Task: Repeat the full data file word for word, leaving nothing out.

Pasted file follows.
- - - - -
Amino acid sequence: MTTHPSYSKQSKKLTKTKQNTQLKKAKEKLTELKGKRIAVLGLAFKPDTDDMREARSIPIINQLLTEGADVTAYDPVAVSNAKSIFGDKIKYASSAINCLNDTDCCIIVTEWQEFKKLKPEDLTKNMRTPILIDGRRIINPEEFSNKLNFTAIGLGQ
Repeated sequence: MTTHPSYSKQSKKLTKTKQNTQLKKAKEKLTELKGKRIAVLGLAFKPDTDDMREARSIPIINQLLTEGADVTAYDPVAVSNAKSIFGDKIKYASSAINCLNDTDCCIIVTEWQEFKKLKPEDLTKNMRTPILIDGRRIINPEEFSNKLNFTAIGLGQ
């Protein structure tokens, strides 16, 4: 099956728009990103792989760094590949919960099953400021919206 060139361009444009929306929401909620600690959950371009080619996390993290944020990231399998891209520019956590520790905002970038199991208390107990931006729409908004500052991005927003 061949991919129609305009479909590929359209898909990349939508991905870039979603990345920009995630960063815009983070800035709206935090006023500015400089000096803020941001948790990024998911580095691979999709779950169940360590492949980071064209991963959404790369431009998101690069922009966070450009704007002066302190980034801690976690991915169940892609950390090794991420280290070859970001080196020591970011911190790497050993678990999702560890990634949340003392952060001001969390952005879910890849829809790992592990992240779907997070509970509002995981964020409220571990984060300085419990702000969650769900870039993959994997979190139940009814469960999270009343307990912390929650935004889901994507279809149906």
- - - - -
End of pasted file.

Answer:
Amino acid sequence: MTTHPSYSKQSKKLTKTKQNTQLKKAKEKLTELKGKRIAVLGLAFKPDTDDMREARSIPIINQLLTEGADVTAYDPVAVSNAKSIFGDKIKYASSAINCLNDTDCCIIVTEWQEFKKLKPEDLTKNMRTPILIDGRRIINPEEFSNKLNFTAIGLGQ
Repeated sequence: MTTHPSYSKQSKKLTKTKQNTQLKKAKEKLTELKGKRIAVLGLAFKPDTDDMREARSIPIINQLLTEGADVTAYDPVAVSNAKSIFGDKIKYASSAINCLNDTDCCIIVTEWQEFKKLKPEDLTKNMRTPILIDGRRIINPEEFSNKLNFTAIGLGQ
């Protein structure tokens, strides 16, 4: 099956728009990103792989760094590949919960099953400021919206 060139361009444009929306929401909620600690959950371009080619996390993290944020990231399998891209520019956590520790905002970038199991208390107990931006729409908004500052991005927003 061949991919129609305009479909590929359209898909990349939508991905870039979603990345920009995630960063815009983070800035709206935090006023500015400089000096803020941001948790990024998911580095691979999709779950169940360590492949980071064209991963959404790369431009998101690069922009966070450009704007002066302190980034801690976690991915169940892609950390090794991420280290070859970001080196020591970011911190790497050993678990999702560890990634949340003392952060001001969390952005879910890849829809790992592990992240779907997070509970509002995981964020409220571990984060300085419990702000969650769900870039993959994997979190139940009814469960999270009343307990912390929650935004889901994507279809149906």